However, if you're making the transition from a DSLR, like a Canon 5D Mk. IV, you're going to have a learning curve ahead of you. In the few hours we had to shoot some sample footage inside of Goya Studios, I would say 1/4 of that time was me getting to understand the basic layout of the camera buttons, including an old school lock for the function knob, and how the menu structure is laid out. You have to drill down a lot to adjust the settings, but there are also custom settings you can set.
For my money, on a set, I think I would prefer the intuitive menu layout of the Pocket Cinema Camera 6K. It's just plain easier to use. So, you’re going to want to spend some time learning the interface and shooting test shots before actually using it for real.
Stills and Video Recording
For shooting stills, the shutter has kind of a hair-trigger. On the Canon platform, you're used to pressing the shutter halfway down to lock focus, but if you do that with the S1H, you're going to fire off a dozen still shots before you know it. That's great if you're a sports photographer, but if you're just wanting to check focus, you have to have a light finger.
"I like to call the Lumix S1H the "Varicam Micro" because it’s a small camera that delivers everything a Varicam does." - David C. Smith
In recording video, well, the big red recording button is prominently placed behind the shutter and power buttons. It's separate and very easy to find. However, I think can be awkward to engage if you're going handheld simply because of its top-down position. You're going to end up with some camera movement at the beginning of your video clips until you get used to shooting with it. But once it's on, it's fairly easy to adjust using the adjustment wheel, plus zooming in. The zoom on the Lumix 28-70 is solid yet smooth, and focusing is extremely quick.
One negative I did learn about the S1H, is that it has the same Achilles heel as previous Panasonic mirrorless models, and that is the 7-9 frame latency when connecting to a monitor via HDMI. As DP David C. Smith put it, the greatest strength of the S1H is its form factor, but that can be its greatest weakness. Without the ability to connect your reference monitor via SDI, you're going to end up with that latency. His workaround is to simply rely on the pull out LCD screen for a real-time look.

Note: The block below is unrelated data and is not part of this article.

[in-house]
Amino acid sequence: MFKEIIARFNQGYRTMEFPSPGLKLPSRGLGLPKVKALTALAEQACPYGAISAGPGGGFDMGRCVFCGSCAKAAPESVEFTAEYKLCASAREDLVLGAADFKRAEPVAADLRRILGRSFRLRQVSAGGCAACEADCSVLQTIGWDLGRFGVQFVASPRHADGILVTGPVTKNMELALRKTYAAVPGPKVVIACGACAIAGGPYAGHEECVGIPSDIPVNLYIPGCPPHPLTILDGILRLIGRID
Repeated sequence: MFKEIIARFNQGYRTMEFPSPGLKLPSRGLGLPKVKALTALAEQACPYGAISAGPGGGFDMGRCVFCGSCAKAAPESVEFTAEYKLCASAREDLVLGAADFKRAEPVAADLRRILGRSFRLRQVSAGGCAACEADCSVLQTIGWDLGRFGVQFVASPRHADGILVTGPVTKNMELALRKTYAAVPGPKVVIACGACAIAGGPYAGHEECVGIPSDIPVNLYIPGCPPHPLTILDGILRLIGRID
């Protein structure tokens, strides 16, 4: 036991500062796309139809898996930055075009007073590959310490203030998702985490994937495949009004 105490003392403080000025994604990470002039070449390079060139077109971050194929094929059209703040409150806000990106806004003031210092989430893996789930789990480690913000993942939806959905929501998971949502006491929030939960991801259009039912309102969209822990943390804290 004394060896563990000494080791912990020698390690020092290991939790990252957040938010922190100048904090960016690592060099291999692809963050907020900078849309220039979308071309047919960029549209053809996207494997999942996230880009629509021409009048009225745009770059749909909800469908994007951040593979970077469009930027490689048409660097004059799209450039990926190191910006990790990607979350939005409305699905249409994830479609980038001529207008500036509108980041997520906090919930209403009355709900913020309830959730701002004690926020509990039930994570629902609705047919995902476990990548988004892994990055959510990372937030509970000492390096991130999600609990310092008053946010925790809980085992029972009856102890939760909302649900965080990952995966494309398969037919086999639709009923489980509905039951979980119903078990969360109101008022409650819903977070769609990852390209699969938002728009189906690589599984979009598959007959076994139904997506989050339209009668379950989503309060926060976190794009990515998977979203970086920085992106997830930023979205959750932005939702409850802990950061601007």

All in all, I really enjoyed shooting on the Lumix S1H for the limited time I had it. It's solidly built, instantly reminding you that you're using a professional-grade cinema camera in a smaller form factor. But does that mean you're using a lower-end product? Definitely not.
The S1H is like putting a high-performance McClarren race car engine and drive train under the shell of a modern car. Kinda like the old IROC racing series. It has the look of the sporty streetcar, but when the light hits green, and that high-performance racing power kicks in, it's going to surprise you.
At the end of the day, if I'm a buying man, I think I'm investing my own money in the Blackmagic Pocket Cinema Camera 6K to make that next step, and renting the S1H until I'm more comfortable with it. And when you are, its' definitely taking you to the next level.